NASA Uploaded Every Picture It Has to One Amazing Online Archive

The coolest images and videos ever funded by your tax dollars are just a few keystrokes away. 

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Over the last five decades and change, NASA has launched hundreds of men and women from the planet's surface into the great beyond. But America's space agency has had an emotional impact on millions, if not billions, of others who've never gone past the Karmann Line separating Earth from space, thanks to the images, audio, and video generated by its astronauts and probes. NASA has given us our best glimpses at distant galaxies and nearby planets—and in the process, helped up appreciate our own world even more.

And now, the agency has placed them all in one place for everyone to see: images.nasa.gov.

Mind you, NASA has been uploading pictures and other forms of media for years now. But previously, as Ars Technica points out, the agency's vast treasure trove of pics and clips has been spread out amongst different NASA websites, based on where the files had been stored before being uploaded—the Johnson Space Center in Houston's media was at its site, the Kennedy Space Center's photos and videos were elsewhere, and so forth.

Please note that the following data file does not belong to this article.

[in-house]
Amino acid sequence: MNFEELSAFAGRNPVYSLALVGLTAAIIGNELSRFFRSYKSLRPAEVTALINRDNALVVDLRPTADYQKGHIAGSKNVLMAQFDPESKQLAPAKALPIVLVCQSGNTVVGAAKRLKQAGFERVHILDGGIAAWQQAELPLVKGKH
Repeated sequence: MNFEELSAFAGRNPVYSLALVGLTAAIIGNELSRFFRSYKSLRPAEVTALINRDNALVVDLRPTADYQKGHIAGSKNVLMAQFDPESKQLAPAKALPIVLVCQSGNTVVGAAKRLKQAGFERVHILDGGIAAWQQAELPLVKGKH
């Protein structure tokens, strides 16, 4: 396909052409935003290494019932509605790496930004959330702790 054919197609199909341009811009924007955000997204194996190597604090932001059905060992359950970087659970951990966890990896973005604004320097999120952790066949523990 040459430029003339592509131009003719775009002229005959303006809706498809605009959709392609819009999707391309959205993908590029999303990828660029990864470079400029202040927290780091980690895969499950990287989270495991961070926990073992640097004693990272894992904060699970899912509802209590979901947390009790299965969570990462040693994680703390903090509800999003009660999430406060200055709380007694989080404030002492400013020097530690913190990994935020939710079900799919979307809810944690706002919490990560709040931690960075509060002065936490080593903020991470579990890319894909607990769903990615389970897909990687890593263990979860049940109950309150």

By working with a private partner called InfoZen, however, NASA was able to merge all its libraries into one cloud-based database. And thanks to what we can only imagine was a mind-bendingly-boring process of metadata tagging, they're all easily searchable. You can even sort them by type (photograph, video, or audio) and by year, or just flip through the newest or most popular pieces of media. And many of them are in the sort of high-resolution quality Flickr users dream about. 

We grabbed a few cool images for this post, but feel free to click here and go surf around the site for yourself. Be warned, though: You might just wind up losing track of the rest of your day. 

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